First-of-Season Winter Sparrows

Posted: November 7th, 2009 under Activities, Wildlife.
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Forgot to mention yesterday that though I had heard a White-crowned Sparrow call in the yard a few days ago, I hadn’t spotted one until yesterday evening, up in the dry woods.  I came into the south end of the dry woods trail and startled some White-winged doves, who flapped off with their usual noisy behavior, but one smaller bird just hopped to the top of a cactus and sat there.

white-crowned_sparrow198It was a White-crowned Sparrow, and as I moved slowly closer the rest of its flock came out to look at me–about 15-20 of them.    This photo is from a few years ago–I didn’t get one yesterday, but this bird is very near to where I saw the birds yesterday.

So our winter visitor sparrows will be coming in over the next few weeks, if they’re not already hiding out somewhere in the brush.   I think I’ve also heard a White-throated and maybe a Lincoln’s, but nary a sight of them so far.    We get about eight species of winter-resident sparrows every year, some preferring the creek woods , some the dry woods and a few the grassland.

It’s time to start the winter supplemental feeding.  Our bird population at least triples in winter, and they all arrive hungry.   Since we were in an extreme drought situation until September’s rains, the local summer-resident and year-round wildlife have already eaten up all the native food sources (no dried grapes left on the vines, no prickly-pear fruit on the cactus) and only some of the grasses have produced fresh seed since then.   Depending on usage and apparent local food supply, I’ll be supplementing at least until the winter residents leave and spring migration is past…the last couple of years we’ve also supplemented (with a different mix of feeds) through the nesting and fledging season as well.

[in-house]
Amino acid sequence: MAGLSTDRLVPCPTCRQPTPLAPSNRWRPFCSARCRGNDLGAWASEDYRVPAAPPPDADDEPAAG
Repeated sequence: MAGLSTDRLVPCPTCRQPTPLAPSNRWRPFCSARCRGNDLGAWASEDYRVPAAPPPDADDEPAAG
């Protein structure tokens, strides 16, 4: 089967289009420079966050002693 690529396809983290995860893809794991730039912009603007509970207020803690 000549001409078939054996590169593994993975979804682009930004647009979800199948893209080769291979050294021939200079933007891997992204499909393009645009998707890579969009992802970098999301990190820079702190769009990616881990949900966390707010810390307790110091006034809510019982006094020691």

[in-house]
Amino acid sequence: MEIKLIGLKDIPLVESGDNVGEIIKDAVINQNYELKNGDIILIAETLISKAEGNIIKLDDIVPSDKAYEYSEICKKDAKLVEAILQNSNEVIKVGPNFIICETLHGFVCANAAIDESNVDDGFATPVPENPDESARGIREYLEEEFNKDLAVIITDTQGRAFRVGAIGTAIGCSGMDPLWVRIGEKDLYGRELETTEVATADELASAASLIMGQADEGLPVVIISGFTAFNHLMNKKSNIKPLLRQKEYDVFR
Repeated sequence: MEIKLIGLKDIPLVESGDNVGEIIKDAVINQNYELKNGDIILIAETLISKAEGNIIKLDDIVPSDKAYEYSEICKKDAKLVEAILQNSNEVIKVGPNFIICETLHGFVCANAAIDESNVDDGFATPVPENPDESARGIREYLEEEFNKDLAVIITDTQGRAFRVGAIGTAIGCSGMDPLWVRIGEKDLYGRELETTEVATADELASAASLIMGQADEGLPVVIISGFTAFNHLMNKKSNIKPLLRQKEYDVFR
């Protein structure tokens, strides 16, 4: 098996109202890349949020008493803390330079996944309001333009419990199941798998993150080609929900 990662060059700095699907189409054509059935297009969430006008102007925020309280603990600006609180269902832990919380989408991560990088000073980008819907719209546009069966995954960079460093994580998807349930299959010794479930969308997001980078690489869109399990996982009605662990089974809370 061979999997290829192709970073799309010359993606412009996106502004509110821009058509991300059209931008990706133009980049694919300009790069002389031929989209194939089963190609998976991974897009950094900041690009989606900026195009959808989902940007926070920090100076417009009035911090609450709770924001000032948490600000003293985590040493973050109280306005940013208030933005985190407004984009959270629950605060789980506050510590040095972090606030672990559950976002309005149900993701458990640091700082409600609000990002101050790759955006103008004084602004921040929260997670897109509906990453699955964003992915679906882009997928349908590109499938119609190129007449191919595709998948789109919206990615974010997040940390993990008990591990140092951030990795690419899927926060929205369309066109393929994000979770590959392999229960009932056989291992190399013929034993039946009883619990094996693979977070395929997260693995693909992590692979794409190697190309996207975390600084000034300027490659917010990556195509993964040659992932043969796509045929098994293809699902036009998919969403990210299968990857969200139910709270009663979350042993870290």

It usually takes them a week or two to settle in and make their routines of watering and feeding so I can predict which will be where when.


  • Comment by AJLR — November 7, 2009 @ 1:32 pm


    What pretty little birds, no wonder you were out looking for them. Sparrows here (and we only have two species) have been in decline for the last 20 years, particularly in cities. Lovely to hear you have so many of them coming to you.

  • Comment by Caryn — November 8, 2009 @ 1:38 am


    Gorgeous pictures, Elizabeth, and it’s grand to see the land after rain. I love watching grasses sway in the wind, so these pictures show the sheer variety of grasses: far more than I have noticed in a single location.

    Thank you for all this.

  • Comment by elizabeth — November 8, 2009 @ 2:35 am


    AJLR: I have pictures of other sparrows up on my LJ scrapbook, in the bird gallery: this page should have the sparrows–

    Caryn: I find the smaller grasses really hard to photograph well…I tried to get the red grama and curly mesquite seedheads the other day but everything was blurry–they’re just so tiny and they move so easily in the wind. We’re lucky in having so many species now…but I don’t have images of all of them yet.

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